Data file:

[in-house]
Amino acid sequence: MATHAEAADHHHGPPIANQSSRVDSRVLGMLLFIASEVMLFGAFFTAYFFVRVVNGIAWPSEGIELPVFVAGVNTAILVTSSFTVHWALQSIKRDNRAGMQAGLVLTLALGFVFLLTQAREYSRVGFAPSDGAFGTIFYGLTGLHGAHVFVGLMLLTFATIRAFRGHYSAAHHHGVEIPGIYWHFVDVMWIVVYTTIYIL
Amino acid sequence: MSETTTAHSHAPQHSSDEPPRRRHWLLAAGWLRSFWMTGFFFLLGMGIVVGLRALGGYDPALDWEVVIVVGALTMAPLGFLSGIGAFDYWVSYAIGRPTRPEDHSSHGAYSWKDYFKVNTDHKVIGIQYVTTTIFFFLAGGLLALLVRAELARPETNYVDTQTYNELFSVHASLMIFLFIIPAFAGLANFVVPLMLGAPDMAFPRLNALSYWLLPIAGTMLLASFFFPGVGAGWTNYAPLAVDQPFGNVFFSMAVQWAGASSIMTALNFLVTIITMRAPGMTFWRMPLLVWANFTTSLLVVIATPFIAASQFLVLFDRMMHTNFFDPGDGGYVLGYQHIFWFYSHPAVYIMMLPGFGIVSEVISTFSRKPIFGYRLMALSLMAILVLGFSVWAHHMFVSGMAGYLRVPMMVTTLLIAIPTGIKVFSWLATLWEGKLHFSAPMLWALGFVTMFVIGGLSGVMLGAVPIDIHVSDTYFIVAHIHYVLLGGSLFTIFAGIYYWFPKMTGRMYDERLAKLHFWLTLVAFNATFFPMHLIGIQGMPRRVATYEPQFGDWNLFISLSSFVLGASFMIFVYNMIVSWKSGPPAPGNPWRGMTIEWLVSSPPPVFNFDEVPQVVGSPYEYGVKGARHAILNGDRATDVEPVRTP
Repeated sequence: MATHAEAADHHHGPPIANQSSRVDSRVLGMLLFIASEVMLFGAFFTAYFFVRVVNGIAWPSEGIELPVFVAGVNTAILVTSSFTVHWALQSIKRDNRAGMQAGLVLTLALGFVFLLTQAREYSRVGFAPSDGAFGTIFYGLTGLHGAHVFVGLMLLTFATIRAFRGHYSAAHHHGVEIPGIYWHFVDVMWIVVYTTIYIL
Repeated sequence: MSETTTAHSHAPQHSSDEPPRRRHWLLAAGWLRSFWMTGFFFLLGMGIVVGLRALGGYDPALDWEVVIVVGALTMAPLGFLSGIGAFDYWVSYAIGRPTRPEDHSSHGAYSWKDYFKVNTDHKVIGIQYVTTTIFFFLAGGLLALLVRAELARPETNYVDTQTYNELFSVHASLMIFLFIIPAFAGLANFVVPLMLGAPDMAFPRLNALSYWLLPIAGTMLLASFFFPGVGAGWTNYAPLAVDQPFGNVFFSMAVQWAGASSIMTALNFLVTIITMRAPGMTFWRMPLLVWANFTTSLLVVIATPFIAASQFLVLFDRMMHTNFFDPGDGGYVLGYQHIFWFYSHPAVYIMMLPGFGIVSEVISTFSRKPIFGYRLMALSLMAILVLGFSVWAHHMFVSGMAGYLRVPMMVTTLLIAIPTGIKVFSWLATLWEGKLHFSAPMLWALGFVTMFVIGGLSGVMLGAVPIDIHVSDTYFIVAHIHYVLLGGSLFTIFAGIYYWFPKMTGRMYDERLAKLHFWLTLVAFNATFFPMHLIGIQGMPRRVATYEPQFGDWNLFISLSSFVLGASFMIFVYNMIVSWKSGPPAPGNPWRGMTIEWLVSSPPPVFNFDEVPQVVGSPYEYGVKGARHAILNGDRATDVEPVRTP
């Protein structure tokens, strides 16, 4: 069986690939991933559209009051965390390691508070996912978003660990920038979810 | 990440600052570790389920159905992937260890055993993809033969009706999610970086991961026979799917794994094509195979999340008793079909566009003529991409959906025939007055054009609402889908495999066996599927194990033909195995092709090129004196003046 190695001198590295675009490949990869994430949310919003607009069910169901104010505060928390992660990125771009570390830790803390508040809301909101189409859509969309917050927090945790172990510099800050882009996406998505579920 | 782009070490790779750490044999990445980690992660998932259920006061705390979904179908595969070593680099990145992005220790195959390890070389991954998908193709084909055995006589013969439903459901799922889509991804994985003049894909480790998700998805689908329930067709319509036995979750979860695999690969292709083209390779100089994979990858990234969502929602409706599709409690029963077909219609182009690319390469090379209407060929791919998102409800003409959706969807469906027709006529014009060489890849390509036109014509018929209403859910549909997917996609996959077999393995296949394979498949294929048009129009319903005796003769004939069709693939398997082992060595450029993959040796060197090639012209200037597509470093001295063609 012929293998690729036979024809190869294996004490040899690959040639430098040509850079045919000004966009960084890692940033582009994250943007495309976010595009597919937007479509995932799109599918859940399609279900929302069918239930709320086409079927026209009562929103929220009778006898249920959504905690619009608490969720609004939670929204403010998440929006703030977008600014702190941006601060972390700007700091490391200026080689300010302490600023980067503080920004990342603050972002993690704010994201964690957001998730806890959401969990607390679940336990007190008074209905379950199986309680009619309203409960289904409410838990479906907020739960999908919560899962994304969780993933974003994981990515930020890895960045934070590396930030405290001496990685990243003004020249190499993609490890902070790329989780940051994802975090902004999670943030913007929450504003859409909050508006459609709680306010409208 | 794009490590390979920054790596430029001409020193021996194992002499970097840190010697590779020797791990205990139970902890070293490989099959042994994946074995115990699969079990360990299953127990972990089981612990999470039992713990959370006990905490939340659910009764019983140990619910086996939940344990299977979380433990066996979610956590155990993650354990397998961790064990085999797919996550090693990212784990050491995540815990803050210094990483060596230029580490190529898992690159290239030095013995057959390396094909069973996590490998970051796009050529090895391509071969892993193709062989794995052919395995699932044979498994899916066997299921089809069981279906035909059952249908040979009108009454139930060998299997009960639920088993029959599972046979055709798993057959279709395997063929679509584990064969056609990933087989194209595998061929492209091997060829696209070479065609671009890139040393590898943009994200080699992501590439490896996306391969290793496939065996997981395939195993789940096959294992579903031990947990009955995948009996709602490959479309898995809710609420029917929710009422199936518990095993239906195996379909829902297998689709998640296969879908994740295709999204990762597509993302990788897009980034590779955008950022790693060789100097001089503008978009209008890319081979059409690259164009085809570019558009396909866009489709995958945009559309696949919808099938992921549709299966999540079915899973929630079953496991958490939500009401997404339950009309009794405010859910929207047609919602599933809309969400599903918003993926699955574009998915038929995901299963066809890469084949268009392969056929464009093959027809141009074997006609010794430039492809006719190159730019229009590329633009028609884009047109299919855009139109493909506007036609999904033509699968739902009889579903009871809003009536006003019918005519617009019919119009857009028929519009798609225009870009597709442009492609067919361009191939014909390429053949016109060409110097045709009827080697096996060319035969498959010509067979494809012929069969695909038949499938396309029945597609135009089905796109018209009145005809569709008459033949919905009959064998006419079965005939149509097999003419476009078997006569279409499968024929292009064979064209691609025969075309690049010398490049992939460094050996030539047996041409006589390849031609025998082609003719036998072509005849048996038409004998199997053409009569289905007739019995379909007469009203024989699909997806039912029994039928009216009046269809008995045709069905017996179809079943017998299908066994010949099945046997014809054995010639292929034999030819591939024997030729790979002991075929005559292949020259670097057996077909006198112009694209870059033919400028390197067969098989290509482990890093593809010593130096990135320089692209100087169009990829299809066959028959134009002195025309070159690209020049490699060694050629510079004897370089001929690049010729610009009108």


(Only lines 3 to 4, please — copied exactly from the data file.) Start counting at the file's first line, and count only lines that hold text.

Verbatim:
Amino acid sequence: MSETTTAHSHAPQHSSDEPPRRRHWLLAAGWLRSFWMTGFFFLLGMGIVVGLRALGGYDPALDWEVVIVVGALTMAPLGFLSGIGAFDYWVSYAIGRPTRPEDHSSHGAYSWKDYFKVNTDHKVIGIQYVTTTIFFFLAGGLLALLVRAELARPETNYVDTQTYNELFSVHASLMIFLFIIPAFAGLANFVVPLMLGAPDMAFPRLNALSYWLLPIAGTMLLASFFFPGVGAGWTNYAPLAVDQPFGNVFFSMAVQWAGASSIMTALNFLVTIITMRAPGMTFWRMPLLVWANFTTSLLVVIATPFIAASQFLVLFDRMMHTNFFDPGDGGYVLGYQHIFWFYSHPAVYIMMLPGFGIVSEVISTFSRKPIFGYRLMALSLMAILVLGFSVWAHHMFVSGMAGYLRVPMMVTTLLIAIPTGIKVFSWLATLWEGKLHFSAPMLWALGFVTMFVIGGLSGVMLGAVPIDIHVSDTYFIVAHIHYVLLGGSLFTIFAGIYYWFPKMTGRMYDERLAKLHFWLTLVAFNATFFPMHLIGIQGMPRRVATYEPQFGDWNLFISLSSFVLGASFMIFVYNMIVSWKSGPPAPGNPWRGMTIEWLVSSPPPVFNFDEVPQVVGSPYEYGVKGARHAILNGDRATDVEPVRTP
Repeated sequence: MATHAEAADHHHGPPIANQSSRVDSRVLGMLLFIASEVMLFGAFFTAYFFVRVVNGIAWPSEGIELPVFVAGVNTAILVTSSFTVHWALQSIKRDNRAGMQAGLVLTLALGFVFLLTQAREYSRVGFAPSDGAFGTIFYGLTGLHGAHVFVGLMLLTFATIRAFRGHYSAAHHHGVEIPGIYWHFVDVMWIVVYTTIYIL